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Hal Roach


Character: Writer and Producer
Birthday: January 14, 1892
Place of Birth: Elmira, New York
Date of Death: November 2, 1992
Place of Death: Los Angeles, California
First Short: Our Gang
Last Short: Hide And Shriek
Number of Shorts: 95
History: Hal Roach came from beginnings that could have been written by Hollywood. In his youth, he had met Samuel E. Clemens, the writer better known as Mark Twain. His grandfather owned a Virginia plantation adjoining one that belonged to former Confederate General Robert E. Lee. He became a adventurous drifter who worked as an Alaskan prospector and later as a mule skinner before he found an ad asking for experienced cowboys to serve as technical advisors at Universal Studios in Hollywood. In 1912, he began work as a movie extra and worked his way up to producer. He turned a small inheritance into a small production unit called Hal Roach Studios in 1914, making short comedies that made a major comedy star out of Harold Lloyd and spun off Lloyd's co-stars, Snub Pollard and Sunshine Sammy into stars of their own shorts. Stan Laurel also started building a great film career at the studios before becoming one half of the hugely successful and popular Laurel & Hardy film series.
Many of the top comedy stars got their start at Hal Roach Studios turning out the majority of the most successful comedy shorts of the time. In addition to shorts, the studio was producing serials and feature films, but in 1921, Roach was looking for a new project that was fresh and wholesome, a departure from the scandals and sordid rumors of Hollywood's top adult stars. Partly inspired by Jackie Coogan in Charlie Chaplin's 1921 hit, "The Kid," but mostly inspired by a group of kids he watched in a lumberyard outside his window, Hal Roach developed what would become Our Gang, the one peice of work for which he has most been connected. In production, he turned down over-rehearsed and over-indulged kids and instead hired real kids with real talent. (Shirley Temple once auditioned, but never made it past the casting director.) He cast Sunshine Sammy, the daughter of a studio photographer, the younger brother of Harold Lloyd's leading lady and a host of minor child actors to start out. The comedy was simple, the concept straight-forward. The humor was never forced. Hal Roach and his staff picked kids that didn't necesaarily have talent but had a certain look, whether they were black, fat or freckled. The concept was an instant, resounding success crafted carefully by a staff of talented writers, directors and a rotating cast of kid actors, some of whom became major stars in their own right beyond the Our Gang series. Though it started during the advent of silent films, it made a successful segue to "talkies," movies with sound. During the Thirties, though, comedy shorts were being dropped for longer feature films. General Spanky, an Our Gang feature film, was not a major success, but the series continued to last cut down to a one-reel format. In 1938, Hal Roach sold the entire series with staff and talent included to M-G-M and went to work with United Artists and feature films. Without his touch, the series drifted onward for six years and fifty-two more shorts, gradually deterioating into morality plays with none of the spirit or life of the Hal Roach years. The shorts were so bad, that M-G-M was forcing them to exhibitors as a package deal with newly-released feature films.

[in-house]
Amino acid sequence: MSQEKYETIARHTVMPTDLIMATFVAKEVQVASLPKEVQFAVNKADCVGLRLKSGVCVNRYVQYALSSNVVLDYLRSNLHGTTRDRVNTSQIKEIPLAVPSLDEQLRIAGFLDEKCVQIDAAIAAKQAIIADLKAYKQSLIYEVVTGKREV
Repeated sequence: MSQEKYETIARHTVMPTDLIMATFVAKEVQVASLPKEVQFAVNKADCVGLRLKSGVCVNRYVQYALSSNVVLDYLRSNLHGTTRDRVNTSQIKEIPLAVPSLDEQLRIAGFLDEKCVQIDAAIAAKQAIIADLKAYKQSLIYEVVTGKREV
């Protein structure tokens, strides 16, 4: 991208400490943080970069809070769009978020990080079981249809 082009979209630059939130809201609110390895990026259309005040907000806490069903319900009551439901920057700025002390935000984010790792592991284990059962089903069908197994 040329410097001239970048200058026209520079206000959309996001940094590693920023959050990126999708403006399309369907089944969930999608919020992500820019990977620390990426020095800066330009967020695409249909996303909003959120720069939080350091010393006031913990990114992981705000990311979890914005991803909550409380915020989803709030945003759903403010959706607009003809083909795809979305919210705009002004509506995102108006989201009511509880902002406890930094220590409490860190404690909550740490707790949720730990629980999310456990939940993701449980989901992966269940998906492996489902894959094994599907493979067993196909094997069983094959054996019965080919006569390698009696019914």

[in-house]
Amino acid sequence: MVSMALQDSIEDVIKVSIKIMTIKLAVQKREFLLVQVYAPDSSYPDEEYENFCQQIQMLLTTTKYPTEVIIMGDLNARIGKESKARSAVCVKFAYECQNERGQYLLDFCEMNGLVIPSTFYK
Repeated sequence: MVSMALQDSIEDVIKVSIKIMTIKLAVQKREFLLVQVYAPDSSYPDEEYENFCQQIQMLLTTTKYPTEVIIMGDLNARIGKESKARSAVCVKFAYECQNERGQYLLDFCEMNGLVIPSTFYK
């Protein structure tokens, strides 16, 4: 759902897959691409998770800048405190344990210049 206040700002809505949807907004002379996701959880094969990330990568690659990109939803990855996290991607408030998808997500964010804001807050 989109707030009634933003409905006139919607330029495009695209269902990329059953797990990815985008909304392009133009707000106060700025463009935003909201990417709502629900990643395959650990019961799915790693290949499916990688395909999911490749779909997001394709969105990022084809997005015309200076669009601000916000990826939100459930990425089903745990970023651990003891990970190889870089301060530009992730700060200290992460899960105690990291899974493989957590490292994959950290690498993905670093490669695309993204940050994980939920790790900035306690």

Due to the deal he had made with M-G-M, Hal Roach was legally bound from producing another "kid comedy," but in 1946, well after M-G-M had completely wrapped Our Gang, he gave up the right to purchase back the franchise to produce two kiddie comedy features called "Curly" and "Who Killed Doc Robbin?" around a new gathering of child actors. Despite the obvious Rascal parallels, neither was a big success. In the Fifties, the series found renewed success as a TV series as "The Little Rascals" to a a whole new generation of fans. By now, Roach had served a tour of duty, seen action in the Normandy invasion and had lost interest in making movies, wanting to return to shorts. In 1948, he was producing TV series such as "Amos and Andy," "The Lone Ranger," "Blondie," "Abbott And Costello" and "Topper" among others. He sold the studio to his son, Hal Roach Jr., in 1955, but it was soon struggling financially, declaring bankruptcy in 1959. Had it still had the rights to the recent renewed Our Gang revival, it might have continued.
Hal Roach retired comfortably afterward, out-lived many of his Rascal stars. In 1984, he was presented with an honorary Academy Award by Jackie Cooper, a former Rascal. He appeared years later to return the honor at a roast for Jackie at the Friars Club in Beverly Hills.

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